I wish now that I’d paid more attention to that day. Was it sunny? It was summer, after all. When did it start feeling like he knew when I’d be there? I wonder because that was the last day I could have walked around downtown, my last chance to have had a beer or two at that joint with the cream-colored menus and the tables on the sidewalk. I could have sat there, checking out the girls walking by in their summer dresses — or would that place make me drink wine?  Whatever — it doesn’t matter. The point is, I could have had a good time, gone home, and put all this insanity out of my head. I could have looked for a new job and started reading again.

Instead, I waited for a train.

* * * * * *

Many trains are on the tracks at any given time in “The City That Never Sleeps”, so I sat in the station for at least an hour until I scored. There he was, finally, framed in his first-car window as his train pulled in. I waited for the exiting crowd to thin, then shoved past the stragglers and noticed — surprised — that my skin wasn’t clammy, my hands weren’t shaking, and my heart wasn’t pounding. I sat, for the first time, right across from him, directly in his line of sight, and watched for him to make a change — any change. Eyes, mouth… hell, if one of the hairs on his head had moved, that would have been something. But no. No change. No anything.

Did he recognize me? If he did, I couldn’t tell, and I was looking hard. We had to be a strange pair, sitting across from each another that afternoon, staring at and into one another — because this time he had to look at me. I’m sure my face said plenty. I couldn’t believe I was able to keep as still and as expressionless as he was, because inside I was screaming, “React to me, you freak! See me, damn it! Because I sure as hell can see you, you spider-brained bastard!”

But I didn’t scream, and he didn’t answer. Not during the first trip uptown, or the second one down… or the third… or the tenth.

We rode into the night together, and at the end of each line, we got out and waited. This time I didn’t play. I mimicked him exactly, sitting right beside him on the bench and staring straight ahead, but always watching him from my peripherals — and still nothing.

But two could play, right?

At last, we made our final trip together. That day, I felt untouchable. I was downright smug, so certain I had him and that he knew it. The conductor, mostly understandable on the speaker, announced this would be the train’s last run for the night. He’d be switching to a different train when we reached the last stop, and the engine and car I found myself in would retire for maintenance.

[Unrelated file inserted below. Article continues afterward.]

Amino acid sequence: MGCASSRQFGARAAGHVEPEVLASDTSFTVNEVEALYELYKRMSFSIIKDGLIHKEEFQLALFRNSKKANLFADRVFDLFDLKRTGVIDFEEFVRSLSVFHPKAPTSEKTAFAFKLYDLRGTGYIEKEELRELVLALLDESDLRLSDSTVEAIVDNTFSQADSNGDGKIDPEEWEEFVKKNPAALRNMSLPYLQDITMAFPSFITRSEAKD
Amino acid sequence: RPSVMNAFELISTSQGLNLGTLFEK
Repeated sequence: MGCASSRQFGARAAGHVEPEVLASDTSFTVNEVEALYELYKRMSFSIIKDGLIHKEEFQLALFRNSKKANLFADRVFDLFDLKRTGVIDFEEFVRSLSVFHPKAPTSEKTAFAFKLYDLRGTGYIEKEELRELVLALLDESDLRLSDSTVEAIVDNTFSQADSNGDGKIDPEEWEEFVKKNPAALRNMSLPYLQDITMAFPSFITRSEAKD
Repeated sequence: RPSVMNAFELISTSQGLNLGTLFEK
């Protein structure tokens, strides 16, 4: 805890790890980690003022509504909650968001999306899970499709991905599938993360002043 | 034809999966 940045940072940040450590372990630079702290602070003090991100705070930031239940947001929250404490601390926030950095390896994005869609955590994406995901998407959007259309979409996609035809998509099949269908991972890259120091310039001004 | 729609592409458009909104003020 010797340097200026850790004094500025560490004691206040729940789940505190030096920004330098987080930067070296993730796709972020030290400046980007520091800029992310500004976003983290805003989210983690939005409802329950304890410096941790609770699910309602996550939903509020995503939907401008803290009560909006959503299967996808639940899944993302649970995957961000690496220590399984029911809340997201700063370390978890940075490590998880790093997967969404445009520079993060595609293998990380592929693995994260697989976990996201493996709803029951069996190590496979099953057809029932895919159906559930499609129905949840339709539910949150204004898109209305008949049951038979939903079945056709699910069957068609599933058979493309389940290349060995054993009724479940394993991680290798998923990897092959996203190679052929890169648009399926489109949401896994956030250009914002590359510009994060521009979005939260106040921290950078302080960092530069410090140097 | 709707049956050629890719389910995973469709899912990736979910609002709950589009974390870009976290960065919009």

So here it was now — officially — the last night of the trip.

I’m not too proud to tell you that I’d always let him get away from me before this point when it was this late. The end of the line is a long way from my home, and if the trains go slow this time of night, the buses are flat-out worse than waiting for Santa’s sleigh to show up and take you home in July. But this time, I thought, “what the hell?” I’d follow him, and finally get a look at where he was — what he was — when the trains stopped running. Maybe this time I’d get some answers.

The subway rolled on towards the end and my stomach rolled with it. The car emptied like coffee through a filter until it was just us, two silent watchers beneath the city. I fought to keep a crazy grin off my face while the subway train slowed to a crawl, and then stopped. The doors opened to no one.

The end of the line.

The Stranger didn’t move, didn’t react at all. The car stood still, doors open. I could hear a few stragglers faintly, far down the platform, making their way out of the station, their footsteps echoing in the silence.


The speaker system crackled in a half-assed attempt to let any sleeping riders know that we’d gone as far as we could go.

Still nothing.

And then, I heard footsteps again: a conductor, perhaps, popping his head into each car to make sure it was empty before he took the train to wherever the hell it goes for the night.

No matter what I heard, however, I wasn’t about to take my eyes off my captive.